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This is part two of two in the Conveyor Care Series.

Gears, a screwdriver, and a wrench representing maintenanceConveyors are essential for a wide variety of industries, from food production to manufacturing, and they are responsible for moving materials and products from one point to another. A conveyor system that fails can cause significant downtime and production losses, resulting in delays and lost revenue.

At Dynamic Conveyor we take pride and regularly promote the minimal care requirements for our custom conveyor systems. We supplied some general guidelines for conveyor maintenance in part one of our conveyor care blog series. In this part two article, we capture and further describe the features and benefits of the components used in our conveyor systems that contribute to a minimal maintenance standard.  

DC Brushless Motors 

DC brushless motors offer several advantages in terms of maintenance compared to traditional brushed DC motors. Some of these advantages include: 

  • Longer lifespan: DC brushless motors have a longer lifespan compared to brushed motors. This is because they do not have brushes that wear out over time, causing the motor to malfunction or fail. In addition, the lack of brushes means that there is less friction within the motor, reducing the amount of heat generated and prolonging its life. 
  • Reduced maintenance: Brushless DC motors require less maintenance compared to brushed motors. Without brushes, there is no need for regular replacements or cleaning. This reduces the time and cost associated with maintenance and downtime. 
  • Improved efficiency: DC brushless motors are more efficient than brushed motors. This is due to the lack of brushes and the resulting reduction in friction and heat. As a result, brushless motors can run at higher speeds and produce more torque, while consuming less power. 
  • Higher power density: Brushless DC motors are more compact and can produce more power for their size compared to brushed motors. This makes them ideal for applications where space is limited, such as in robotics or drones.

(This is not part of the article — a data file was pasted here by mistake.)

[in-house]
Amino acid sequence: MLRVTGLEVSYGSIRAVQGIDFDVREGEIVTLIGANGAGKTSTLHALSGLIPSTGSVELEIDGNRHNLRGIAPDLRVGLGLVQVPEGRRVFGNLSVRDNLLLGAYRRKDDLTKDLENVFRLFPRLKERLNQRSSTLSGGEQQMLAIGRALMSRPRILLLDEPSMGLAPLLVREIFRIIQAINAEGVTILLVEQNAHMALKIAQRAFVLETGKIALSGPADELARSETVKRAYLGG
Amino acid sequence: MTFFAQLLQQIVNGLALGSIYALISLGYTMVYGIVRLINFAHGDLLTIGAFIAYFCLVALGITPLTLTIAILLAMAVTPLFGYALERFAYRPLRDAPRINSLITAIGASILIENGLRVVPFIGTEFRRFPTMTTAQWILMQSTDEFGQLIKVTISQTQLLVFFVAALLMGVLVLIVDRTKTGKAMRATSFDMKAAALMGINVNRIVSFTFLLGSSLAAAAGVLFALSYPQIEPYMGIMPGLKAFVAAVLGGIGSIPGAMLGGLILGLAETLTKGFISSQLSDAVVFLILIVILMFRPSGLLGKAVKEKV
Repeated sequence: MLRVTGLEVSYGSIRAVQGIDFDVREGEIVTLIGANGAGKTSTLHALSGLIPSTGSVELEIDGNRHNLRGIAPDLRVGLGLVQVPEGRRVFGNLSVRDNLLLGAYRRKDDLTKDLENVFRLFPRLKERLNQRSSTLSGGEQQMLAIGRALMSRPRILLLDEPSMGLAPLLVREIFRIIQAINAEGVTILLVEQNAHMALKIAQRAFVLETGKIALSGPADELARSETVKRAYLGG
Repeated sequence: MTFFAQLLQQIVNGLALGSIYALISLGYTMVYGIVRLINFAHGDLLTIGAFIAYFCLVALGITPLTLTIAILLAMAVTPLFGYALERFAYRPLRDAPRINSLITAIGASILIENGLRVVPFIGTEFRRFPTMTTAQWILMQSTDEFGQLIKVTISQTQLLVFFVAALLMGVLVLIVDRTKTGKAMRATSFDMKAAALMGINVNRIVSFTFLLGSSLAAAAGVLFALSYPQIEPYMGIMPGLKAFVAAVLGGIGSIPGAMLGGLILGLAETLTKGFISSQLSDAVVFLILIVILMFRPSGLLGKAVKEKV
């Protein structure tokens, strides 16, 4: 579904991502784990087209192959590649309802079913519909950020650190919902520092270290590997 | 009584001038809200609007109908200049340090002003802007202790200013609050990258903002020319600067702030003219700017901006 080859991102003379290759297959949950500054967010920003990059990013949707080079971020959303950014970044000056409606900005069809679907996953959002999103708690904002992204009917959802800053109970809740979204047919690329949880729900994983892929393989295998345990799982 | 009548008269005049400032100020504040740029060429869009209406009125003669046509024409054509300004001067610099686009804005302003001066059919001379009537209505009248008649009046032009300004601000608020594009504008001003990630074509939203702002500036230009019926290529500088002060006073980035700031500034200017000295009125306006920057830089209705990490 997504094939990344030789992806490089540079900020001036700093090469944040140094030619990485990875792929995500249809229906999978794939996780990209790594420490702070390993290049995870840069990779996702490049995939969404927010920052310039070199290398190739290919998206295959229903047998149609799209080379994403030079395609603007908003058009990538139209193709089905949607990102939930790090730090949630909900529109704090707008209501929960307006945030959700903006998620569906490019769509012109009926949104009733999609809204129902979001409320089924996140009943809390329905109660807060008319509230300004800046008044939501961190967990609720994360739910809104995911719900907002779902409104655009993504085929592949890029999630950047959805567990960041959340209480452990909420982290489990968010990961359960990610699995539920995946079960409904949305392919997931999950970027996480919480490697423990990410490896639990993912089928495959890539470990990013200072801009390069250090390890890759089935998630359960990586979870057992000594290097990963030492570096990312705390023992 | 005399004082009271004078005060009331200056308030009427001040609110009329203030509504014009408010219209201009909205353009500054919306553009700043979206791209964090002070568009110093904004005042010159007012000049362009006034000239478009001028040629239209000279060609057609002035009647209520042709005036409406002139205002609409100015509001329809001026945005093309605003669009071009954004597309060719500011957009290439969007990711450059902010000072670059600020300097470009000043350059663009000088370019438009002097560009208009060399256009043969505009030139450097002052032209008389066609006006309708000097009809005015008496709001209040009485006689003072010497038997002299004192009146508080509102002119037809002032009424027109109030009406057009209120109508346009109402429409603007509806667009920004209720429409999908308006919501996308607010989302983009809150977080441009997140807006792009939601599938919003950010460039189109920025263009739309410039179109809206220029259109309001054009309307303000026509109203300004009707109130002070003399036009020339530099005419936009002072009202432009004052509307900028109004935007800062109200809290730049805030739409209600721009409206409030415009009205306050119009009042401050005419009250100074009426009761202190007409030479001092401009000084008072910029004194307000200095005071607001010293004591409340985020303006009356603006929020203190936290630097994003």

Non-Lubricated Bearings 

Non-lubricated bearings, also known as dry bearings, offer several advantages over traditional lubricated bearings. Some of these advantages include: 

  • Maintenance-free: non-lubricated bearings require no maintenance or lubrication, which cuts the need for oiling, greasing or other lubrication-related tasks. This makes them a practical choice for applications where maintenance is difficult or costly. 
  • No contamination: Lubricants can attract dust, dirt, and other contaminants, which can cause damage to the bearing and its components. Non-lubricated bearings, on the other hand, are free of lubricants, so they are less susceptible to contamination and can run in clean environments. 
  • Reduced friction: Lubricated bearings can experience increased friction as the lubricant thins out over time or when the lubricant is not able to reach all parts of the bearing. Non-lubricated bearings have a lower coefficient of friction, which helps reduce energy consumption and wear. 
  • Reduced cost: non-lubricated bearings can be less expensive than their lubricated counterparts due to the absence of lubricants and the reduced need for maintenance. In addition, non-lubricated bearings can also reduce the cost of waste disposal and environmental impact.